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Introduction to turbulence/Statistical analysis/Generalization to the estimator of any quantity

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Similar relations can be formed for the estimator of any function of the random variable say f(x). For example, an estimator for the average of f based on N realizations is given by:


where f_{n}\equiv f(x_{n}). It is straightforward to show that this estimator is unbiased, and its variability (squared) is given by:

\epsilon^{2}_{F_{N}}= \frac{1}{N} \frac{var \left\{f \left( x \right) \right\}}{\left\langle f \left( x \right) \right\rangle^{2} }

Example: Suppose it is desired to estimate the variability of an estimator for the variance based on a finite number of samples as:

var_{N} \left\{x \right\} \equiv \frac{1}{N} \sum^{N}_{n=1} \left( x_{n} - X \right)^{2}

(Note that this estimator is not really very useful since it presumes that the mean value, X, is known, whereas in fact usually only X_{N} is obtainable).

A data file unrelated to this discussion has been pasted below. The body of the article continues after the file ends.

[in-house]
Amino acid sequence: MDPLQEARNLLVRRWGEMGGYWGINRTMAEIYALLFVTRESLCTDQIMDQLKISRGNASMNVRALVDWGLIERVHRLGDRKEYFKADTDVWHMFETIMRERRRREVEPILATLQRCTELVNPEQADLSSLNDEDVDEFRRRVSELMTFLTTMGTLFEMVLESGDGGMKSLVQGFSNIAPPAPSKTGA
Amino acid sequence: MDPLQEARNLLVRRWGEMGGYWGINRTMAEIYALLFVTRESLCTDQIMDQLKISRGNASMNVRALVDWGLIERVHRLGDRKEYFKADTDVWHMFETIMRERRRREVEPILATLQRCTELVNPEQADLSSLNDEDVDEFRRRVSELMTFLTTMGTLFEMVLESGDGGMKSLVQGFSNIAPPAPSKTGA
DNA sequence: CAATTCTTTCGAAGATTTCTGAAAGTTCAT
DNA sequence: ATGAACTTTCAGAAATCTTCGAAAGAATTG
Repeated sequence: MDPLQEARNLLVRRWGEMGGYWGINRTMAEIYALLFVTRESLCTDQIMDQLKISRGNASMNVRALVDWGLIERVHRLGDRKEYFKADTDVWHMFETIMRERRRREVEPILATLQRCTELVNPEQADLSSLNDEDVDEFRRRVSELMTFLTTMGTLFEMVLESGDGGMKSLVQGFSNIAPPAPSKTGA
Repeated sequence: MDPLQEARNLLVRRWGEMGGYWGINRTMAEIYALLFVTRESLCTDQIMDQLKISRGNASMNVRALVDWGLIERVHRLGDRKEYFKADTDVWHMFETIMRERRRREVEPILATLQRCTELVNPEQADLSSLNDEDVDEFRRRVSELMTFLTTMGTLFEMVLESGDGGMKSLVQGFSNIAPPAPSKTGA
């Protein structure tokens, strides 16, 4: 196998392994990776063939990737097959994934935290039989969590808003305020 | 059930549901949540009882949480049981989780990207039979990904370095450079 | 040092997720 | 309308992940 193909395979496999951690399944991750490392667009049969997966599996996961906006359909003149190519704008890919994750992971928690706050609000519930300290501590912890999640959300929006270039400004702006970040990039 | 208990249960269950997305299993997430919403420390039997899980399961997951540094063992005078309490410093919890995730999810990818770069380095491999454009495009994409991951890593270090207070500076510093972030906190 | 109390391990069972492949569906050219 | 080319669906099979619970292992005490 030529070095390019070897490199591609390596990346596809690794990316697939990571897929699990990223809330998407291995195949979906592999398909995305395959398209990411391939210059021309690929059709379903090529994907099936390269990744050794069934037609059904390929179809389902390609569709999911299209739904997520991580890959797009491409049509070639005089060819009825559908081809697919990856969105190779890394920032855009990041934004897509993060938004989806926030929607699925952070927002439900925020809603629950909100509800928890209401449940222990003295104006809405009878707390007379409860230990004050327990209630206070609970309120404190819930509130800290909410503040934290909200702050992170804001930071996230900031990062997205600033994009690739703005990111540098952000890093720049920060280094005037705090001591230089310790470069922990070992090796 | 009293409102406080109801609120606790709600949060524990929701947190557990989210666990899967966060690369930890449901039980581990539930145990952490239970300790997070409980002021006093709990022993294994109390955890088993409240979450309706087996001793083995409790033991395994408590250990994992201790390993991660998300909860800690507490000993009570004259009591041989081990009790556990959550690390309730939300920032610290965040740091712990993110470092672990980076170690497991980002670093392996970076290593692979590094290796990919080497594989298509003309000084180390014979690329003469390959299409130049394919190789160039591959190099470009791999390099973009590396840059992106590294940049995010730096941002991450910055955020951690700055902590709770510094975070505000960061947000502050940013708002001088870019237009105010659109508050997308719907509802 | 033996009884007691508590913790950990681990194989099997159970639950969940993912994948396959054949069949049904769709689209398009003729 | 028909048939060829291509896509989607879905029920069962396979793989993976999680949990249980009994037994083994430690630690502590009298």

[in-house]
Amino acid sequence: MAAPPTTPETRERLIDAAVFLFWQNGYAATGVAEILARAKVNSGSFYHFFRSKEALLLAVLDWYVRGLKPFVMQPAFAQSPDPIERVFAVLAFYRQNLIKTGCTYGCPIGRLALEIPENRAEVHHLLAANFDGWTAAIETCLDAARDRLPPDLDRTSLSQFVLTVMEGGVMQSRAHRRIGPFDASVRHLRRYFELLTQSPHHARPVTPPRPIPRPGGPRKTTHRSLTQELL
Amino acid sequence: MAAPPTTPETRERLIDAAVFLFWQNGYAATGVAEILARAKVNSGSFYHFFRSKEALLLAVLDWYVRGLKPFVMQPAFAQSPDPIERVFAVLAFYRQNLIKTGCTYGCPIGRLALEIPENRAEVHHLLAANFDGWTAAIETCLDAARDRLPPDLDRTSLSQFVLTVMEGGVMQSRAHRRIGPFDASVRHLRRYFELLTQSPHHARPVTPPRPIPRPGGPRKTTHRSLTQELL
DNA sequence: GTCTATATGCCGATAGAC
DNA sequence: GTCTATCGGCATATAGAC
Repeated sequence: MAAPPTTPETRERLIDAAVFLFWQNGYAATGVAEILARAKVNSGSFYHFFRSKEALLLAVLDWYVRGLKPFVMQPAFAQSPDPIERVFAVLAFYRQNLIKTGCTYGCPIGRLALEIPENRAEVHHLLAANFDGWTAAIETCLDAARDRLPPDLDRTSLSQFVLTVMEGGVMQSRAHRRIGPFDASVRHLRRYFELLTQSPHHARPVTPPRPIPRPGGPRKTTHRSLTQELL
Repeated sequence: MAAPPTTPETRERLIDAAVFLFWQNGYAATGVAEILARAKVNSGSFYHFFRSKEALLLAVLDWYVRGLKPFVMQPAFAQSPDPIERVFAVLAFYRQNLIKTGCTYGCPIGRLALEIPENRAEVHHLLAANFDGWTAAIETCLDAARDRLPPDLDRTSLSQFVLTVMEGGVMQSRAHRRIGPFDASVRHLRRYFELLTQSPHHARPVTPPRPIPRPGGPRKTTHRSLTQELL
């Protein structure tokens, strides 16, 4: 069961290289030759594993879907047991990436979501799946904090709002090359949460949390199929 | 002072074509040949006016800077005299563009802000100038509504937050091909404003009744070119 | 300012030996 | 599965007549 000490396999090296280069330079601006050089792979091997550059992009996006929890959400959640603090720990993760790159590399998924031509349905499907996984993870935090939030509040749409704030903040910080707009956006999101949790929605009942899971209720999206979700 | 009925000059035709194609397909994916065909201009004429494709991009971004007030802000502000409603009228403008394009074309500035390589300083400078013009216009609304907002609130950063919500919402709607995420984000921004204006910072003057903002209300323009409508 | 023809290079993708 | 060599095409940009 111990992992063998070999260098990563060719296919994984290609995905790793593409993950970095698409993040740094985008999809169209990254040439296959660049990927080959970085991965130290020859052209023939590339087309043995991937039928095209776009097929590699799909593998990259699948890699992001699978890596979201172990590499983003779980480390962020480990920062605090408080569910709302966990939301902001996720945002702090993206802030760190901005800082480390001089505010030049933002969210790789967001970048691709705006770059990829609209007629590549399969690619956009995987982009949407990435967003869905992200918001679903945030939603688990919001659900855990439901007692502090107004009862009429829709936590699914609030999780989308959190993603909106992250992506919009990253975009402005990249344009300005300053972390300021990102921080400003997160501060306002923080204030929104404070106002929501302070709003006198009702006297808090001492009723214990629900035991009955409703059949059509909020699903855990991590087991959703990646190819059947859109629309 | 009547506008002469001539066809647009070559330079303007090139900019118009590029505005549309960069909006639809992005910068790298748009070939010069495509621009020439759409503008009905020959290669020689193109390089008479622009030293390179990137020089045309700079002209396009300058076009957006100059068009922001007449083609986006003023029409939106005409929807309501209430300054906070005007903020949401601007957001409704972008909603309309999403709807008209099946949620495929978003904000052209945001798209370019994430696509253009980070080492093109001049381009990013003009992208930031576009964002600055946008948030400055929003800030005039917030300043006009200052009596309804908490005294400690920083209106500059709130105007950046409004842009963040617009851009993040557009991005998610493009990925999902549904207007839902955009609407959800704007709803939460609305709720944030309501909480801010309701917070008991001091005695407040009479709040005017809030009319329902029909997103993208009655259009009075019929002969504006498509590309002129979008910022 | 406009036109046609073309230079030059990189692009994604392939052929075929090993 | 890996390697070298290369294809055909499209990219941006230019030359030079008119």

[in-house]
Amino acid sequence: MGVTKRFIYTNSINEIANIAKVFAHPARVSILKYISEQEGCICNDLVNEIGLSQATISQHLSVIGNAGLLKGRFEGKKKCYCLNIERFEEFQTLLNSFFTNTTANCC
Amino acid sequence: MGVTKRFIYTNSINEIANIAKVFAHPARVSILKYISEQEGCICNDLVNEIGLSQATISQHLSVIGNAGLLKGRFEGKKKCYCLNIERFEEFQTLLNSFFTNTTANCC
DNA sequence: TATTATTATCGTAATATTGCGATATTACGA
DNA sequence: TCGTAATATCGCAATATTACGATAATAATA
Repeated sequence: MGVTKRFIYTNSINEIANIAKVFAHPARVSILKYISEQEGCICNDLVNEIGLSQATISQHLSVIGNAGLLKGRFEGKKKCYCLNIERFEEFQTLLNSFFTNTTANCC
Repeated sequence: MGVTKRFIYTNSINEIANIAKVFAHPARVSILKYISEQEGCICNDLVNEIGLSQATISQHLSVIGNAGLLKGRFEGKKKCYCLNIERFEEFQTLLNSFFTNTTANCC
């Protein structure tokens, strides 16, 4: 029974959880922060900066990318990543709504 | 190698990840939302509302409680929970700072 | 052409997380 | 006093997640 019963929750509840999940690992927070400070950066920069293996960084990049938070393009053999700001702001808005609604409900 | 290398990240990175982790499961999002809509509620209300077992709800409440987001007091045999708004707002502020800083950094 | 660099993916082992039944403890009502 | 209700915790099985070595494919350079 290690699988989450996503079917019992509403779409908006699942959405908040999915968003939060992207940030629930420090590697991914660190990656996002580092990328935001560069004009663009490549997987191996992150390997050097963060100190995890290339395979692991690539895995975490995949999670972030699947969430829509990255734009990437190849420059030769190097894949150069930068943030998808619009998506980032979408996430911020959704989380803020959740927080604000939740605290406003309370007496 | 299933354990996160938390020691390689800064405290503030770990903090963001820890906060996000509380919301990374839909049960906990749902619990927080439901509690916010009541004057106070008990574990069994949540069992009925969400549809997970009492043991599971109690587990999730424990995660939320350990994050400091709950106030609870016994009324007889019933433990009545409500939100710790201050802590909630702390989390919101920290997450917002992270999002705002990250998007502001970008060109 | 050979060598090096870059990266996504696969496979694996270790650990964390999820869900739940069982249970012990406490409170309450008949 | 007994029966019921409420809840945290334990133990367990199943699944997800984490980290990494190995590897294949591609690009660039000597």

Let f=(x-X)^2 in equation 2.55 so that F_{N}= var_{N}\left\{ x \right\}, \left\langle f \right\rangle = var \left\{ x \right\} and var \left\{f \right\} = var \left\{ \left( x-X \right)^{2} - var \left[ x-X \right] \right\}. Then:

\epsilon^{2}_{F_{N}}= \frac{1}{N} \frac{var \left\{ \left( x-X \right)^{2} - var \left[x \right] \right\} }{ \left( var \left\{ x \right\} \right)^{2} }

This is easiest to understand if we first expand only the numerator to oblain:

var \left\{ \left( x- X \right)^{2} - var\left[x \right] \right\} = \left\langle \left( x- X \right)^{4} \right\rangle  - \left[ var \left\{ x \right\} \right]^2


\epsilon^{2}_{var_{N}} = \frac{\left\langle \left( x- X \right)^4 \right\rangle}{\left[ var \left\{ x \right\} \right]^2 } - 1

Obviuosly to proceed further we need to know how the fourth central moment relates to the second central moment. As noted earlier, in general thi is not known. If, however, it is reasonable to assume that x is a Gaussian distributed random variable, we know from section 2.3.4 that the kirtosis is 3. Then for Gaussian distributed random variables,

\epsilon^{2}_{var_{N}} = \frac{2}{N}
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